I like to describe Java interfaces as "multiple inheritance from abstract base classes that live in a secondary type system." Here are four drawbacks:
They're a secondary type system completely separate from the primary type system in declaration and use. Is your object a foo or does it merely implement a foo? Why should there be a distinction?
They don't provide any code (unless you want to talk about constants defined in interfaces, for which Java's rules have always confused me).
You can't add them after the fact to a class without editing its source code and recompiling. This probably springs from the first problem. (If they'd solved the first problem, you wouldn't need to do this!)
The standard library doesn't take them seriously enough. If you're going to declare String as final, at least give me some way of providing something that works like a string that the standard library can accept. I think this is also part of the first problem above.
The first problem is the most damning from the purist's perspective. Java's designers recognized a real problem (a single-rooted inheritance scheme is inadequate to express real solutions), but they created a secondary type system and didn't take it seriously.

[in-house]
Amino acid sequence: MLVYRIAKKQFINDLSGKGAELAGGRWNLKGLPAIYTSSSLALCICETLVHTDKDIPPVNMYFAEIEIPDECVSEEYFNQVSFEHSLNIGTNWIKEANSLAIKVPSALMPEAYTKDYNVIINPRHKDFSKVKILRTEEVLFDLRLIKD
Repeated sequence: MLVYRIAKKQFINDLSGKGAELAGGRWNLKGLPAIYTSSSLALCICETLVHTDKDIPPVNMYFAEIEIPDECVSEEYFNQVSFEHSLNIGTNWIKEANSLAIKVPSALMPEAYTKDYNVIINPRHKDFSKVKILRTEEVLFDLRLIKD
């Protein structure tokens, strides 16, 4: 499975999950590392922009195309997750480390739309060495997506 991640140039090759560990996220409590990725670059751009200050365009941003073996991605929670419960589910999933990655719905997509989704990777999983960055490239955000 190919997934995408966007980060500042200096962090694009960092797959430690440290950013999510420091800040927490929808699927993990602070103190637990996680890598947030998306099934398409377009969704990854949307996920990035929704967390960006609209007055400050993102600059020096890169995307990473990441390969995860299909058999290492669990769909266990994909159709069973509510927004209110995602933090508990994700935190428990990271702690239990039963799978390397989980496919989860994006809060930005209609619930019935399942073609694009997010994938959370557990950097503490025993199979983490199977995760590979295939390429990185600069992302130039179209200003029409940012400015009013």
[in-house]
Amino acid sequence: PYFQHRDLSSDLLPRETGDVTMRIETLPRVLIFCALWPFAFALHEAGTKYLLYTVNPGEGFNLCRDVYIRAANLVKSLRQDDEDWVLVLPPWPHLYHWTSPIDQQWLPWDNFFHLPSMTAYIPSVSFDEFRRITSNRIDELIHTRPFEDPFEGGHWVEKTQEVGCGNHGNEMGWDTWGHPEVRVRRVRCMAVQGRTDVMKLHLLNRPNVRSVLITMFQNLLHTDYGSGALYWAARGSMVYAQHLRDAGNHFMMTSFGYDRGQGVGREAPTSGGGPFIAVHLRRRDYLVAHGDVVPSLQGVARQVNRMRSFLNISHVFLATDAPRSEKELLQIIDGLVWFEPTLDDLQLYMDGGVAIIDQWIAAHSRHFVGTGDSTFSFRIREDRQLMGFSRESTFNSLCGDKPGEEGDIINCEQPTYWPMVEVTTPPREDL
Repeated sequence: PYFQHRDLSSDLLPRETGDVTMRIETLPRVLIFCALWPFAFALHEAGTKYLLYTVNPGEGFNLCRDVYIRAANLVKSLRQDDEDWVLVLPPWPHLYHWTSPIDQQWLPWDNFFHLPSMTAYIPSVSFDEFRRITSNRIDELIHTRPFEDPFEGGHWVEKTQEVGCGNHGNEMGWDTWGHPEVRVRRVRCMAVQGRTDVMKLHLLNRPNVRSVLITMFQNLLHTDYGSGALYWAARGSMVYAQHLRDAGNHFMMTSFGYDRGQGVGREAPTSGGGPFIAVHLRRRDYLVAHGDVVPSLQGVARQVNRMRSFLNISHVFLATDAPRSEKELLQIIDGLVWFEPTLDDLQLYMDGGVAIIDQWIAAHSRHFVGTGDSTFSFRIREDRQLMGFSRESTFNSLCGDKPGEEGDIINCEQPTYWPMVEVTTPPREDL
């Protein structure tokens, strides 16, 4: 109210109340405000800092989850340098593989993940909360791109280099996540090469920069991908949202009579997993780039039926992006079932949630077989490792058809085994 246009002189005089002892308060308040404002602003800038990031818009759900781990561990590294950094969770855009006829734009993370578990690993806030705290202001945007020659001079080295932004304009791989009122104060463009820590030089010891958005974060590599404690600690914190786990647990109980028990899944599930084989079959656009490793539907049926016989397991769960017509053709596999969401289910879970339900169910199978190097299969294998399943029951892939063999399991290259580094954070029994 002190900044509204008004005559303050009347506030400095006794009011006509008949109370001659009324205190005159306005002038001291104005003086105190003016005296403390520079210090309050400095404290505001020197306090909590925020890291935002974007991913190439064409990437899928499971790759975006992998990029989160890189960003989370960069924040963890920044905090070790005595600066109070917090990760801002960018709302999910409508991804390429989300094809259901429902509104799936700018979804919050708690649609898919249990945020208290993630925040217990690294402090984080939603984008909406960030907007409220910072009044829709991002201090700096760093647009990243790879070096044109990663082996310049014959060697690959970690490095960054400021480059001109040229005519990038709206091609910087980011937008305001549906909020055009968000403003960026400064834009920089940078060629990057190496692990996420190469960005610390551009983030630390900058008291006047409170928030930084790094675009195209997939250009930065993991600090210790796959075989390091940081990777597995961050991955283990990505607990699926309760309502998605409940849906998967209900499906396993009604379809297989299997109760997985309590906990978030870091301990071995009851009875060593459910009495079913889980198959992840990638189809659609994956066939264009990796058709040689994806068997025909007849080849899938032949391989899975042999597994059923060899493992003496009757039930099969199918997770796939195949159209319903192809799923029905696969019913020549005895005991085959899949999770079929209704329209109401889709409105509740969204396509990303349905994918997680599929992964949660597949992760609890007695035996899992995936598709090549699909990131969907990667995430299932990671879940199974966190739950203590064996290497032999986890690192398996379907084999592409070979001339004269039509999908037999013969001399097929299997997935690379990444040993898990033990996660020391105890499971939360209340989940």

From a practical perspective, the second problem is worse. The designers recognized that a single-rooted inheritance scheme is inadequate to express complex behaviors of real problems, but they completely failed to allow for any code reuse! "Objects that implement this interface all behave similarly, but multiple inheritance is bad so you'll have to copy and paste code to make it work."
I agree that most problems with interfaces derive from the multiple inheritance workarounds rather than the interfaces themselves. But from a non-purist perspective they're generally quite nice to work with, particularly when you're designing a large system. And using copy-and-paste instead of MI is IME never an actual problem because you can either define it in a common base class or move it to another class and use composition.
I also agree that for most of the standard library interfaces are not used enough. There are exceptions (collections, io) but they prove the rule.
As a workaround (to a workaround I guess) there's a good deal of activity around different AOP solutions to implement mixins, even applying them to compiled classes. The only problem with this is the typical problem with AOP -- you don't know by looking at the implementation what it can do or how it can be used, you've got to have knowledge from somewhere else (configuration files or other classes). Or you have to rely on an IDE to do it for you, and then you're tied to a particular tool, which may be even worse.